MAP. "A visual representation of an area -- a symbolic depiction highlighting relationships between elements of that space, such as objects, regions, or themes." Maps can be static or interactive, flat or three dimensional, and can vary in scale and accuracy. My interest today is in geological maps, as opposed to DNA maps, brain maps, or star maps. Here is a small sampling of map types and their uses:
~ Aeronautical charts - maps designed to assist in the navigation of aircraft.
~ Cartograms - maps in which thematic variables (e.g., population) are compared.
~ Contour maps - maps in which contour lines show the gradients in variables such as barometric pressure, temperatue, wind speed and direction.
~ Fantasy maps - maps showing an imaginary geography, notably in books of fiction.
~ Floor plans - maps showing the dimensions and relationships of rooms in a house.
~ Geologic maps - maps showing the geologic features (rock stata, faults) of an area.
~ Nautical charts - maps designed to assist in the navigation of watercraft.
~ Pictorial maps - maps more artistic than technical, often presenting the buildings, streets and historical attractions of a particular city or region.
~ Plats - maps drawn to scale, showing the property divisions of an area of land.
~ Topographic maps - maps showing large scale terrain features and variations in elevation.
The above list only scratches the surface (so to speak). I've loved maps as far back as I can remember. Like books and movies, maps are windows onto other places, other times. Their variety is endless. And now, with tools such as Google Maps or Google Earth, one can explore anywhere, in two or three dimensions, manipulating magnification and feature options for a near-addictive experience.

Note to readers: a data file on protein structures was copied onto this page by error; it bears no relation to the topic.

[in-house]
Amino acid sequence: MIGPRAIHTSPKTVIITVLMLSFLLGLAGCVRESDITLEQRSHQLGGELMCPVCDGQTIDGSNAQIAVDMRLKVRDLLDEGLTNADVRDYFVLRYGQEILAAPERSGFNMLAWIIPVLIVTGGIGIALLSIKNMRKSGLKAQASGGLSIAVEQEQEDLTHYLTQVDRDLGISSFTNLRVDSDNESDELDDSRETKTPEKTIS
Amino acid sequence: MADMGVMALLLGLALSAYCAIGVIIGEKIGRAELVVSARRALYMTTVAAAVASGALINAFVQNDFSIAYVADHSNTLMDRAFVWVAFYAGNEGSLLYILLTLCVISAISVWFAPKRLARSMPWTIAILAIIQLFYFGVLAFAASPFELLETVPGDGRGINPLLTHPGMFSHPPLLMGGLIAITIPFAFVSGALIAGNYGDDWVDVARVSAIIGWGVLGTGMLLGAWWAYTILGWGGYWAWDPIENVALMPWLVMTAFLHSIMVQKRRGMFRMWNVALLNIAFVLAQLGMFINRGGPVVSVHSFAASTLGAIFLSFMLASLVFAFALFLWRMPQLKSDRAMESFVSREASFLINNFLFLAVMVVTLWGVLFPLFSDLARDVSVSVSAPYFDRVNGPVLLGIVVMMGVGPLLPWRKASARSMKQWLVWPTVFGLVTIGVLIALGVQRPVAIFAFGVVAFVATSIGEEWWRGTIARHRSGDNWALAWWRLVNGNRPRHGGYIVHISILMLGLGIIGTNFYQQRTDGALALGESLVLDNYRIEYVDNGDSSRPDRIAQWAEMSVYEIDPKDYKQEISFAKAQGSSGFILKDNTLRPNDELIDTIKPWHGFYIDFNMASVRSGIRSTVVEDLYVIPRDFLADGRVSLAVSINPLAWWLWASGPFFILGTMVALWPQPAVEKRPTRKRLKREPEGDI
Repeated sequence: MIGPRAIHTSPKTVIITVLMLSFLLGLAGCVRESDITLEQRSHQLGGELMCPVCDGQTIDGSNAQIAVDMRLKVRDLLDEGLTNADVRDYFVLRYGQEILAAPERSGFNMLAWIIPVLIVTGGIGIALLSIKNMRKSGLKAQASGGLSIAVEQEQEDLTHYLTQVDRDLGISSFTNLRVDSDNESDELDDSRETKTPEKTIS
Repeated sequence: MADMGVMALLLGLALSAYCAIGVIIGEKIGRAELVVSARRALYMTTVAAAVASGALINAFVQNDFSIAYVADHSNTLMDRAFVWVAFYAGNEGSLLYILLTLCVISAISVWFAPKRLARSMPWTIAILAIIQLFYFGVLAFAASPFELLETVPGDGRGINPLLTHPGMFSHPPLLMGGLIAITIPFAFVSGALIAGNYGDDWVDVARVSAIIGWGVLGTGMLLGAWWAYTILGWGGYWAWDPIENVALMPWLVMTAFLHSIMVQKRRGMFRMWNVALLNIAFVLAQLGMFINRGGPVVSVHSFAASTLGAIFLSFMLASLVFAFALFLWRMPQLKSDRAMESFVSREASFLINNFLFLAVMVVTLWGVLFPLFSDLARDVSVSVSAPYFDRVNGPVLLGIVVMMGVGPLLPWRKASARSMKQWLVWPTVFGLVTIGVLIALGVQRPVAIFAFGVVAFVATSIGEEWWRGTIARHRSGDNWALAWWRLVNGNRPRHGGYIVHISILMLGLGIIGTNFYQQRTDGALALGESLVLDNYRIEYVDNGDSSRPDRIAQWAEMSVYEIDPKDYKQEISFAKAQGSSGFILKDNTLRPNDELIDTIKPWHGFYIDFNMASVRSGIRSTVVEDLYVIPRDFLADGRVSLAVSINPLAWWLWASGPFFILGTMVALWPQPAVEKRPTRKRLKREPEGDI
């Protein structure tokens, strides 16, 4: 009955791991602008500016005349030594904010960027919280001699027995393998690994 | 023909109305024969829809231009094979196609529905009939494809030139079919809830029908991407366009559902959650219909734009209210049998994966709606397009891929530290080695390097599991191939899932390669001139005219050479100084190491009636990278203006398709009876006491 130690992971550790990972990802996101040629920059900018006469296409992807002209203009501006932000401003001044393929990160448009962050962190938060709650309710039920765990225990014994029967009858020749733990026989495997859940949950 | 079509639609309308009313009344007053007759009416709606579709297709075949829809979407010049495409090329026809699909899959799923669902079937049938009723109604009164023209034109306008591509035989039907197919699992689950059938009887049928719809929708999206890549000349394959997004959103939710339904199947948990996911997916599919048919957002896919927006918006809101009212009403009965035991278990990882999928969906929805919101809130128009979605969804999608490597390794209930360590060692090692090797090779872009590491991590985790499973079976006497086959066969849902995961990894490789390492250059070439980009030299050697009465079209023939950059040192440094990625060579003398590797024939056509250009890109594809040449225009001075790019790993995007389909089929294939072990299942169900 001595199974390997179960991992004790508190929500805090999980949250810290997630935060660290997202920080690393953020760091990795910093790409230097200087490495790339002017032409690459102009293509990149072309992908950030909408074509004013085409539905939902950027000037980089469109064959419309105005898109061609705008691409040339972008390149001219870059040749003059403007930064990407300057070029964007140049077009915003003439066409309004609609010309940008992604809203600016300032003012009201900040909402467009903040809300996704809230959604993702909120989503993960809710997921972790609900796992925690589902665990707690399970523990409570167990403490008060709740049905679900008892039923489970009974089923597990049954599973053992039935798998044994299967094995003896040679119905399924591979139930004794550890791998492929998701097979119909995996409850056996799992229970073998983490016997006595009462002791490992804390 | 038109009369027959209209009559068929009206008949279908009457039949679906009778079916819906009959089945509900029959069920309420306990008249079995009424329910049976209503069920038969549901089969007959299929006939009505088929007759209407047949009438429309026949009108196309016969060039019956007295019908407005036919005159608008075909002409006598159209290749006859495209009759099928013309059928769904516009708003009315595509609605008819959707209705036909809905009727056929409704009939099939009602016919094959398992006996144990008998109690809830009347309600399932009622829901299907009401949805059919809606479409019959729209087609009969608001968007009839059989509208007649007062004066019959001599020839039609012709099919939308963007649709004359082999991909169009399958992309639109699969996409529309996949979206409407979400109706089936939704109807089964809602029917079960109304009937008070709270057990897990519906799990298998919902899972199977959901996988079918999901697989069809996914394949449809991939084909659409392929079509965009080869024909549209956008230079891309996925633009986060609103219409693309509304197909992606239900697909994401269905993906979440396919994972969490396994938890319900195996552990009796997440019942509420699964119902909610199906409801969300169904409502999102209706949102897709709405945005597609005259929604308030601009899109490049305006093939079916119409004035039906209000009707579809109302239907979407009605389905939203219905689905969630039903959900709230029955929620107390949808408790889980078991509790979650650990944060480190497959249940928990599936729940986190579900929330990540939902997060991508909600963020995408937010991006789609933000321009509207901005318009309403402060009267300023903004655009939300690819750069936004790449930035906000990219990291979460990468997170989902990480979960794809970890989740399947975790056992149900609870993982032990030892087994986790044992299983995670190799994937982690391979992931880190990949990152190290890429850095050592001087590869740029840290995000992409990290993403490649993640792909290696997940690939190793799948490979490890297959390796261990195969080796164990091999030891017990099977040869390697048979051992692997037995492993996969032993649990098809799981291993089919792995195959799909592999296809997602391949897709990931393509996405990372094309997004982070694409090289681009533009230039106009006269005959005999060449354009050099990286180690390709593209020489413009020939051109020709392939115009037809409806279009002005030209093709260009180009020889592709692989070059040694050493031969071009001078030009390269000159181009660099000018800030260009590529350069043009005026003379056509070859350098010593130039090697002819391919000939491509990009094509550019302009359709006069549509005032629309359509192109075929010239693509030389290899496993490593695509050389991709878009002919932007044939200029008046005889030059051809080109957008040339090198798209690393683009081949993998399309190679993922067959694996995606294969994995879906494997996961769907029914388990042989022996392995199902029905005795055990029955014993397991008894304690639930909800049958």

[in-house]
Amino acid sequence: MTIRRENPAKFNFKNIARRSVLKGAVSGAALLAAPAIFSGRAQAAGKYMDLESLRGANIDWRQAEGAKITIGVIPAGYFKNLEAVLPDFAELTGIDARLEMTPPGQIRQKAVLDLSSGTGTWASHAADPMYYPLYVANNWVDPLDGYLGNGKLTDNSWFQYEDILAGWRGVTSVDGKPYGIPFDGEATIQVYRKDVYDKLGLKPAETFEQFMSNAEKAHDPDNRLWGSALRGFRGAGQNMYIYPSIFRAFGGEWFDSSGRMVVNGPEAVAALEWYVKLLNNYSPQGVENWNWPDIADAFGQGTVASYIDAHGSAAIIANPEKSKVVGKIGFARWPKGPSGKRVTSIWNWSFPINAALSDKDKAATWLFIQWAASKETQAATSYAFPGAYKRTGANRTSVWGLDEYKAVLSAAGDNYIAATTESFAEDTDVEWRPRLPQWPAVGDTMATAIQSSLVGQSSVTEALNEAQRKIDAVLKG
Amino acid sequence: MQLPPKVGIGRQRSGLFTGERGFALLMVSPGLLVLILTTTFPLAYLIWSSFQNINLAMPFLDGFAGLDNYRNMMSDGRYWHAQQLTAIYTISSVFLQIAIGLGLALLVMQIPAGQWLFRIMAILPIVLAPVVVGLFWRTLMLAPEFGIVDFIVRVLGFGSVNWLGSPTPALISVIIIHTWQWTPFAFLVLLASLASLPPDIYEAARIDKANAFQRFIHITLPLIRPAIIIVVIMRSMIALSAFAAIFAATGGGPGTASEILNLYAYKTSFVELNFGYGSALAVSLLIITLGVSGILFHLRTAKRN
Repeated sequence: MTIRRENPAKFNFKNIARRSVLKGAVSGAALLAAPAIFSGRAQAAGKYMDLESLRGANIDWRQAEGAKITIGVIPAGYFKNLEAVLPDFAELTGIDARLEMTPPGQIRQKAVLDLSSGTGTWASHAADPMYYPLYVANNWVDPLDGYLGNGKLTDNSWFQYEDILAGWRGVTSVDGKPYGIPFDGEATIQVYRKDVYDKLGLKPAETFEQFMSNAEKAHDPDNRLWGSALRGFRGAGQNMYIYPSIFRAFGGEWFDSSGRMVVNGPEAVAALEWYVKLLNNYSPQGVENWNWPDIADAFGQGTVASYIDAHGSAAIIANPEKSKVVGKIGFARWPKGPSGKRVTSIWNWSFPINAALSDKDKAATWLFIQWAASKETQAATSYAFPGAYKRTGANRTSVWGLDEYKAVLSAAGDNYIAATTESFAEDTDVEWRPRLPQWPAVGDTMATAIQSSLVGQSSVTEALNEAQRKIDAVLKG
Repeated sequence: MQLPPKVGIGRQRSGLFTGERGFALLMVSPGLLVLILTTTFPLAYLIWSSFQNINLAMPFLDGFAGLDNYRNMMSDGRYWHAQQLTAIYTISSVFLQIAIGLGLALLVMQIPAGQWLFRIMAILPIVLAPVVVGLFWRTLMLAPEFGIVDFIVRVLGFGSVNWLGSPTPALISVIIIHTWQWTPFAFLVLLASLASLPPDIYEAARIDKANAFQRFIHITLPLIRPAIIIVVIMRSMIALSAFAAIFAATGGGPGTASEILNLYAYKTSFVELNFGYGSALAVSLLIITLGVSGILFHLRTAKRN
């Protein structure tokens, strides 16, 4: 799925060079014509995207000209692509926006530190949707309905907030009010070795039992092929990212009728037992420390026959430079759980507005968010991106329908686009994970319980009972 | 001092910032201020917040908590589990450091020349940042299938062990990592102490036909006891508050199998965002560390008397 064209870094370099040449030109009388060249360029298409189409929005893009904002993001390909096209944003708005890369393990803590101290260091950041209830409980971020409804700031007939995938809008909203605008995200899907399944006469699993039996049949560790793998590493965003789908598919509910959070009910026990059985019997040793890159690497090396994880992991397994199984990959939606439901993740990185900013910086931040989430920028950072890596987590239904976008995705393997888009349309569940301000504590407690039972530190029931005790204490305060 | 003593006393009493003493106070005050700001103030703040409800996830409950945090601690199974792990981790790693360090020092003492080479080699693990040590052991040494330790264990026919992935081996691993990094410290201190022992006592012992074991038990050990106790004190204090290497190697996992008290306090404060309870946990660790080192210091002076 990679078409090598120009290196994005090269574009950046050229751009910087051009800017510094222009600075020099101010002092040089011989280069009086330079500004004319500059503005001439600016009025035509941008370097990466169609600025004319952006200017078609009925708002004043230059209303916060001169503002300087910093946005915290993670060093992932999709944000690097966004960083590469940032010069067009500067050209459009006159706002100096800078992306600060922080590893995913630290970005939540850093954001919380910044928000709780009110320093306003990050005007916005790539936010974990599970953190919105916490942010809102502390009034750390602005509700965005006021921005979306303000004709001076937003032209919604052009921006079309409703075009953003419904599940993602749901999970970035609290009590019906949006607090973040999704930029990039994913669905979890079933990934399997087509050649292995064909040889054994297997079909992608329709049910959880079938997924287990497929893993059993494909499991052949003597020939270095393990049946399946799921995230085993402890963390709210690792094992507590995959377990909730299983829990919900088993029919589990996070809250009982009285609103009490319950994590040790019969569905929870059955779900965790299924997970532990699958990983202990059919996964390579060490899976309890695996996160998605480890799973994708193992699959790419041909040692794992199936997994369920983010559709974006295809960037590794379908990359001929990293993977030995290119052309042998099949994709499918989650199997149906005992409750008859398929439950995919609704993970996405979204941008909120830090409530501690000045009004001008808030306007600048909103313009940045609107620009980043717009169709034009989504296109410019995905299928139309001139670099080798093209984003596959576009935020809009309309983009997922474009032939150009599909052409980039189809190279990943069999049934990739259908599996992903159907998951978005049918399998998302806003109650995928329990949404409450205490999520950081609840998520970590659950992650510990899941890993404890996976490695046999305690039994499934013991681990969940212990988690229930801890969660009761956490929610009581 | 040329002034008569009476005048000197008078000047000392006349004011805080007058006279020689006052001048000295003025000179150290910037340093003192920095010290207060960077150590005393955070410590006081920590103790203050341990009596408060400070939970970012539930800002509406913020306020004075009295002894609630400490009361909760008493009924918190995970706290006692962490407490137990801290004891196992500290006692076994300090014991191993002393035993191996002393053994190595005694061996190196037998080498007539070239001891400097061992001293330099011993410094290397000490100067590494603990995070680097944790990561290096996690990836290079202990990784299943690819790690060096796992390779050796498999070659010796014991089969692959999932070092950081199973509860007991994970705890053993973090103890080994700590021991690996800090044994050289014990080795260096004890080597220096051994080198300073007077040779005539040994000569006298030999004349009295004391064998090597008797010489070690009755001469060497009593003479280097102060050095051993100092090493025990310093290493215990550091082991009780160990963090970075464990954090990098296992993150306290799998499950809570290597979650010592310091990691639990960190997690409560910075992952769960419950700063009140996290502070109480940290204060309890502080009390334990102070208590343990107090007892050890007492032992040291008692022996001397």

Here are a few of my favorite online map resources, in no particular order:
~ ranked areas of US states (chart form)
~ ranked areas of world nations (chart form)
~ making your own map - customizing features on a US map.
~ making your own map - customizing features on a global map.
~ making your own map - moving selected areas for size comparisons.
And of course, Google Maps and Google Earth. There are hundreds of thousands of special applications maps, showing everthing from Presidential election results to tourism to hiking trails. Try Googling "street maps", "road maps", "satellite maps", "topographical maps", or simply "maps", and have fun exploring the thousands of website results.
[NOTE: Top map depicts Glacial Lake Missoula and its floodplain. Center map shows highways and topography in the continental US. Bottom map traces the path of Hurrican Hugo in 1989. Click on images to enlarge.]